Lawmakers were deeply divided on how to shift about $900 million dollars a year for highway repairs and improvements.
State Rep. Carol Alvarado, D-Houston says the House failed to win enough votes to approve a constitutional amendment for that:
"I think a lot of that disagreement was within the Republican caucus in the House side. And then there were differences between what the Senate wanted and what the House wanted, so time ran out to iron out those differences."
She says there are stark disagreements on where to get that funding.
"We have to iron out what transportation bill we want in the Senate, or whether or not we're going to take up with the Senate wants, but there's some pretty significant difference dealing with placing a floor on the Rainy Day Fund. That's something that the Senate wants, something that the House does not want, and then even on the House side within the Republican caucus, they're divided on that issue."
State Sen. John Whitmire, D says the matter might have been resolved had enough lawmakers showed up to vote:
"I'd be one thing if they're there voting against proposals, but when they're not there and the Constitutional amendment requires two-thirds of both houses, I'm a little lost for understanding how people just don't show up. They were 16 votes short, 25 members not there. I don't know how they'd have voted if they were there, but it's kind crazy."
State Rep. Steve Toth, R-The Woodlands says he's afraid lawmakers would rather increase taxes than dip into the Rainy Day Fund.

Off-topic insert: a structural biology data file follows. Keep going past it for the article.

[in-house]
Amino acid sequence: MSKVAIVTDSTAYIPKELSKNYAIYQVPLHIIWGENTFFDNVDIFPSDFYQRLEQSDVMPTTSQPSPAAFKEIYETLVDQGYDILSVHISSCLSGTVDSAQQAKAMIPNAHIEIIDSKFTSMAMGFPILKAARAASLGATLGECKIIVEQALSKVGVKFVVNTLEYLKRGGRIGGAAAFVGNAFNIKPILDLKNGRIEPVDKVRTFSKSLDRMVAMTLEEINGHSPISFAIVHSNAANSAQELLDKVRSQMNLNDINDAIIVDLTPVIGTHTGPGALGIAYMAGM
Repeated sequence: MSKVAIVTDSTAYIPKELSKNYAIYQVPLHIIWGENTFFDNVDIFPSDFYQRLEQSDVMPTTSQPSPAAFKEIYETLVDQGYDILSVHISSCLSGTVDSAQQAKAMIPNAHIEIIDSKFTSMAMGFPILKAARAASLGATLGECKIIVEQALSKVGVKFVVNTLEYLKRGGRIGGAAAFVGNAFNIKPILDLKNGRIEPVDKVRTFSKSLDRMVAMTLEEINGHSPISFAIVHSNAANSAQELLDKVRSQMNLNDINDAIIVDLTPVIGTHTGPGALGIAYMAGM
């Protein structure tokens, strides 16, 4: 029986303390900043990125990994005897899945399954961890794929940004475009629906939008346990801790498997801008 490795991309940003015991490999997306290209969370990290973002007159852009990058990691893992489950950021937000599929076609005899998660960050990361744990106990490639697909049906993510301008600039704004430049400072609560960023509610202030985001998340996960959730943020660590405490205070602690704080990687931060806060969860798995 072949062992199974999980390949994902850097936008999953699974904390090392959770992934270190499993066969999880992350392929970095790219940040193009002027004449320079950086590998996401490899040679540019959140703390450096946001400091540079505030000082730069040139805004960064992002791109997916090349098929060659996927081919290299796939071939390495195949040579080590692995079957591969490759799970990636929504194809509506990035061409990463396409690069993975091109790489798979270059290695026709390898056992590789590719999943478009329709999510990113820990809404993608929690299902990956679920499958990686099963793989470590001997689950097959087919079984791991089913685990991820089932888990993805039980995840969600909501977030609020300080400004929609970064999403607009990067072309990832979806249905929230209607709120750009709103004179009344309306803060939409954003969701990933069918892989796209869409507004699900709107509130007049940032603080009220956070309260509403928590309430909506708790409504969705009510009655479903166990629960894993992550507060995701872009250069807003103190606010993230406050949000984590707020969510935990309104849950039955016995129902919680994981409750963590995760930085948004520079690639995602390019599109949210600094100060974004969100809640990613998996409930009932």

"Texas has the 14th highest tax rate in the United States right now, by the time you combine property taxes and our state sales tax."
Hernandez: "So you're afraid that lawmakers are going to wind up passing a measure to raise taxes?"
Toth: "That's what they're trying to do, and conservatives have to stand up and fight them. That's just all there is to it."
Toth thinks there may be enough votes in the Senate but not the House.
UH Political Science Professor Brandon Rottinghaus says philosophical differences are not only being split between the parties, but within the party:
"That's something that has really held up the transportation issue. You've got some members of the Republican caucus who are willing to buck their party and go against some of the big picture items that their parties are putting out there on principle. And, partly it's due to the kind of ideological differences within the party, and partly it's due to politics, though that's something that's certainly been characteristic of the last couple of sessions."
Experts say Texas need to spend an extra $4 billion on roads and bridges.